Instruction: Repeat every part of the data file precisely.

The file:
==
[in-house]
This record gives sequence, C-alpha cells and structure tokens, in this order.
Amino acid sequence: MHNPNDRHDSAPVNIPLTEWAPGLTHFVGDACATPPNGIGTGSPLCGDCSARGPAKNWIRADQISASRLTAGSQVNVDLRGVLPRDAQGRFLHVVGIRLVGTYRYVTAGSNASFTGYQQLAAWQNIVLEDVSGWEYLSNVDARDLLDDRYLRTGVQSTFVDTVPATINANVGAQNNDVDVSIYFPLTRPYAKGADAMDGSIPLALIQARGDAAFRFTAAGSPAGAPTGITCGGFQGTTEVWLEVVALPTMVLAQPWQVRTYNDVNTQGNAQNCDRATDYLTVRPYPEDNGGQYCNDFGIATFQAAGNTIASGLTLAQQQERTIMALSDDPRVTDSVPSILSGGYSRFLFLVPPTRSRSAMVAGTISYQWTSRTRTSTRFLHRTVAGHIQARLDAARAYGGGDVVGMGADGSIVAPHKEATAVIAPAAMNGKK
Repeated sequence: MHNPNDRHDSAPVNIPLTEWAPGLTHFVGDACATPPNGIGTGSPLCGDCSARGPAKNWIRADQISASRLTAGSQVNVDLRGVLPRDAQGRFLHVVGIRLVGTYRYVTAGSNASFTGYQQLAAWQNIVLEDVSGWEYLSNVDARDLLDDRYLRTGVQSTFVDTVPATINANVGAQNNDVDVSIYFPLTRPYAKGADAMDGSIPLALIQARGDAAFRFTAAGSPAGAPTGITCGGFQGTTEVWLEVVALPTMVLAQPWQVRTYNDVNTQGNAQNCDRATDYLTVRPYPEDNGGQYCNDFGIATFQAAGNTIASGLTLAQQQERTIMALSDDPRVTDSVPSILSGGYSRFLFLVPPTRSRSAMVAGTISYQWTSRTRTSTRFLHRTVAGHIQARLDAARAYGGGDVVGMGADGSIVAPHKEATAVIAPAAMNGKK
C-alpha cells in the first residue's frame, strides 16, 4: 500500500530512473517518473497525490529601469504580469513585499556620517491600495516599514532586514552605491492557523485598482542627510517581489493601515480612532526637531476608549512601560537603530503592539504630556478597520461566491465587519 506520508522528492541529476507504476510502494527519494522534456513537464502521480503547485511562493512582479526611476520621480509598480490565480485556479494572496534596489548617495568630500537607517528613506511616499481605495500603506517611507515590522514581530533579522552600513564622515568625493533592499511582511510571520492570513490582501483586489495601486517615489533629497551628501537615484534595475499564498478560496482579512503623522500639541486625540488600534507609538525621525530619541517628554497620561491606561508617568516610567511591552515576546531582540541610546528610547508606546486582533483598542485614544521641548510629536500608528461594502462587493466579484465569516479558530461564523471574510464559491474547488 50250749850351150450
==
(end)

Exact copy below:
[in-house]
This record gives sequence, C-alpha cells and structure tokens, in this order.
Amino acid sequence: MHNPNDRHDSAPVNIPLTEWAPGLTHFVGDACATPPNGIGTGSPLCGDCSARGPAKNWIRADQISASRLTAGSQVNVDLRGVLPRDAQGRFLHVVGIRLVGTYRYVTAGSNASFTGYQQLAAWQNIVLEDVSGWEYLSNVDARDLLDDRYLRTGVQSTFVDTVPATINANVGAQNNDVDVSIYFPLTRPYAKGADAMDGSIPLALIQARGDAAFRFTAAGSPAGAPTGITCGGFQGTTEVWLEVVALPTMVLAQPWQVRTYNDVNTQGNAQNCDRATDYLTVRPYPEDNGGQYCNDFGIATFQAAGNTIASGLTLAQQQERTIMALSDDPRVTDSVPSILSGGYSRFLFLVPPTRSRSAMVAGTISYQWTSRTRTSTRFLHRTVAGHIQARLDAARAYGGGDVVGMGADGSIVAPHKEATAVIAPAAMNGKK
Repeated sequence: MHNPNDRHDSAPVNIPLTEWAPGLTHFVGDACATPPNGIGTGSPLCGDCSARGPAKNWIRADQISASRLTAGSQVNVDLRGVLPRDAQGRFLHVVGIRLVGTYRYVTAGSNASFTGYQQLAAWQNIVLEDVSGWEYLSNVDARDLLDDRYLRTGVQSTFVDTVPATINANVGAQNNDVDVSIYFPLTRPYAKGADAMDGSIPLALIQARGDAAFRFTAAGSPAGAPTGITCGGFQGTTEVWLEVVALPTMVLAQPWQVRTYNDVNTQGNAQNCDRATDYLTVRPYPEDNGGQYCNDFGIATFQAAGNTIASGLTLAQQQERTIMALSDDPRVTDSVPSILSGGYSRFLFLVPPTRSRSAMVAGTISYQWTSRTRTSTRFLHRTVAGHIQARLDAARAYGGGDVVGMGADGSIVAPHKEATAVIAPAAMNGKK
C-alpha cells in the first residue's frame, strides 16, 4: 500500500530512473517518473497525490529601469504580469513585499556620517491600495516599514532586514552605491492557523485598482542627510517581489493601515480612532526637531476608549512601560537603530503592539504630556478597520461566491465587519 506520508522528492541529476507504476510502494527519494522534456513537464502521480503547485511562493512582479526611476520621480509598480490565480485556479494572496534596489548617495568630500537607517528613506511616499481605495500603506517611507515590522514581530533579522552600513564622515568625493533592499511582511510571520492570513490582501483586489495601486517615489533629497551628501537615484534595475499564498478560496482579512503623522500639541486625540488600534507609538525621525530619541517628554497620561491606561508617568516610567511591552515576546531582540541610546528610547508606546486582533483598542485614544521641548510629536500608528461594502462587493466579484465569516479558530461564523471574510464559491474547488 50250749850351150450